Tyndmyr wrote:The "give them the cash" option will work some of the time, but it certainly won't work all of the time. Also, I'm not going to be very trusting of people who are inherently threatening violence.

I'm not the one creating the situation where violence is in play, the mugger is. Sure, if I think I can, I'll totally try to talk the situation down. It's not guaranteed to work, tho. If it starts approaching a point of no return, ie, if I feel that if I don't start resisting, I will lose the ability to resist, I have no problem doing so.

Yeah, this is the crux of the matter for me too. If injury was linear -- that is, I had an equal chance of resisting no matter what had happened up to that point -- I would be much more inclined to begin by handing over the wallet. Only after the mugger had demonstrated an intent to violence by initiating it would I respond in kind.

But injury isn't linear; getting hit in the face is going to make it much harder for me to defend myself if the mugger decides to keep on going. I don't mind losing my wallet; I do mind losing the ability to avoid sustaining serious harm or death.

This doesn't mean I shoot on sight. Some people say that you shouldn't pull your gun unless you're going to fire it; I think that's stupid.

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Re: Blind and want a gun? Go to Iowa

Postby Cleverbeans » Wed Oct 30, 2013 6:51 pm UTC

CorruptUser wrote:If muggers start killing people, the police get more involved. People are much more likely to fight back instead of handing over the cash. Mugging becomes much less profitable.

Somehow I don't see a mugger being the type to do a cost/benefit analysis and then concluding that it's the most profitable use of their time. I would assume they're more likely being driven by addiction or desperation, which are significantly less rational motives and the level of police involvement would have little bearing on their desire to mug someone.
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Re: Blind and want a gun? Go to Iowa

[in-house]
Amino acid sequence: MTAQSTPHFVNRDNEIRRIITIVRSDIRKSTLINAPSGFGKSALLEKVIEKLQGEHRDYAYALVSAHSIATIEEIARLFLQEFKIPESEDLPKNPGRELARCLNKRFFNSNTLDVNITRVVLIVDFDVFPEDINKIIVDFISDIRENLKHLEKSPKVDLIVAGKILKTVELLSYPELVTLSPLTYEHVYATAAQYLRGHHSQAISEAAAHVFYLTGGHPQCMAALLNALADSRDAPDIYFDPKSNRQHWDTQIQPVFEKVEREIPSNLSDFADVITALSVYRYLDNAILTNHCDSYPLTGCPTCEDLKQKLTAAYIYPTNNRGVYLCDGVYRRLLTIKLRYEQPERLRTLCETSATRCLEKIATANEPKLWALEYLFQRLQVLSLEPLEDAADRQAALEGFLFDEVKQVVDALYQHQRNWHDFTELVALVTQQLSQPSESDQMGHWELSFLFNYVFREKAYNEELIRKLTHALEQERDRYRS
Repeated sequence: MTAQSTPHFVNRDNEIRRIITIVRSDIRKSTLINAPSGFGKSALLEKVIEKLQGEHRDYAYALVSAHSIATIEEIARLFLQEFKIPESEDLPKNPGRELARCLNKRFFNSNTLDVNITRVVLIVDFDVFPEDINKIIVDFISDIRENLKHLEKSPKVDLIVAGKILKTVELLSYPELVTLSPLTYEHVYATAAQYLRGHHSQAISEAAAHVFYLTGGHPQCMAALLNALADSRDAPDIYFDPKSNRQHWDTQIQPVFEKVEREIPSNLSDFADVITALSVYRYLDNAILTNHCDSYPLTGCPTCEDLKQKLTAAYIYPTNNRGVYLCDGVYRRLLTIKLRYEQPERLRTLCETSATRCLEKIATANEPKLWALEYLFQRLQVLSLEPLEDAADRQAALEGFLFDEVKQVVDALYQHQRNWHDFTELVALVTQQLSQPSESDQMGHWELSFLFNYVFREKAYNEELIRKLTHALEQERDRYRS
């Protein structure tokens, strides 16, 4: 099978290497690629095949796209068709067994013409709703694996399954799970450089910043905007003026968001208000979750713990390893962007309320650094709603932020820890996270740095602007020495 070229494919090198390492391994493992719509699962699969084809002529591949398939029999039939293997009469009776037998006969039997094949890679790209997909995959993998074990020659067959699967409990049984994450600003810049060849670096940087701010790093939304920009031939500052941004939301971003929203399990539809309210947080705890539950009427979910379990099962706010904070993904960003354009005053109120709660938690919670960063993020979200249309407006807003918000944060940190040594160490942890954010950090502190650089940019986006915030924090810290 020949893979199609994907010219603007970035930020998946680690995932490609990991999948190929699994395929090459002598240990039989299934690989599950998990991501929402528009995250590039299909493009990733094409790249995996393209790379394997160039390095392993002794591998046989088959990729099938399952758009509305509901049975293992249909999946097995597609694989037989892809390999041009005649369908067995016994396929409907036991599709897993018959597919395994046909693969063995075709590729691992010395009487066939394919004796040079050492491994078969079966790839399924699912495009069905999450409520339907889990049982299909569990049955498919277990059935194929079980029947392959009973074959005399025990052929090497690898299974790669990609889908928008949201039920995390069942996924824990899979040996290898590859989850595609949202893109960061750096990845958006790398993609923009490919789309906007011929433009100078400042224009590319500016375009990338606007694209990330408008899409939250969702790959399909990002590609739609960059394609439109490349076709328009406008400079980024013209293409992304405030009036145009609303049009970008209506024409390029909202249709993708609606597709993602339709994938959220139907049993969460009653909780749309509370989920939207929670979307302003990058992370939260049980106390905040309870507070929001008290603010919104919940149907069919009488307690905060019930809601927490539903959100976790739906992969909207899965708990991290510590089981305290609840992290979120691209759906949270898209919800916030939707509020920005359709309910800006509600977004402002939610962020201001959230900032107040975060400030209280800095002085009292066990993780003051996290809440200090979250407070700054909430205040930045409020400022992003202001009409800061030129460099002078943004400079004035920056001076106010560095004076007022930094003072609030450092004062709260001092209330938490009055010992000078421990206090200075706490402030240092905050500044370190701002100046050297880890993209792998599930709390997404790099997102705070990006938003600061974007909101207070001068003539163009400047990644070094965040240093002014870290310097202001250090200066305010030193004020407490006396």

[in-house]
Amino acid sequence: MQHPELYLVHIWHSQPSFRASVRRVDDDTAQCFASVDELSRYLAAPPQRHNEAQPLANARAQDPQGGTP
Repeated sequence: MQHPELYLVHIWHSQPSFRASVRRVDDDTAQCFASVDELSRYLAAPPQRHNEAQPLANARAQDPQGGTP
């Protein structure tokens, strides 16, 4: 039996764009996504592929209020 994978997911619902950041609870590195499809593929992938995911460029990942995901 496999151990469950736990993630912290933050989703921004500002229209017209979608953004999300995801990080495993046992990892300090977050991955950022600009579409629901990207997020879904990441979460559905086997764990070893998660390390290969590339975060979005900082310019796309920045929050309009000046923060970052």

Postby davidstarlingm » Wed Oct 30, 2013 6:58 pm UTC

Cleverbeans wrote:
CorruptUser wrote:If muggers start killing people, the police get more involved. People are much more likely to fight back instead of handing over the cash. Mugging becomes much less profitable.

Somehow I don't see a mugger being the type to do a cost/benefit analysis and then concluding that it's the most profitable use of their time. I would assume they're more likely being driven by addiction or desperation, which are significantly less rational motives and the level of police involvement would have little bearing on their desire to mug someone.

A mugger may not go through the cost/benefit analysis in a conscious, methodical way, but not all rational decisions are made consciously or methodically. A given mugger may be driven by immediate needs, but he will still act instinctively on a risk/fear basis. Leading with lethal force is an immediate escalation, which increases the risk of immediate bodily harm (as the victim is now more likely to respond with lethal force if something goes wrong) and the risk of long-term capture (because a dead victim attracts more attention). Fear of capture and fear of injury will both act to motivate the mugger even if he doesn't consciously analyze these risks.

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Re: Blind and want a gun? Go to Iowa

Postby addams » Wed Oct 30, 2013 7:54 pm UTC

davidstarlingm wrote:
Cleverbeans wrote:
CorruptUser wrote:If muggers start killing people, the police get more involved. People are much more likely to fight back instead of handing over the cash. Mugging becomes much less profitable.

Somehow I don't see a mugger being the type to do a cost/benefit analysis and then concluding that it's the most profitable use of their time. I would assume they're more likely being driven by addiction or desperation, which are significantly less rational motives and the level of police involvement would have little bearing on their desire to mug someone.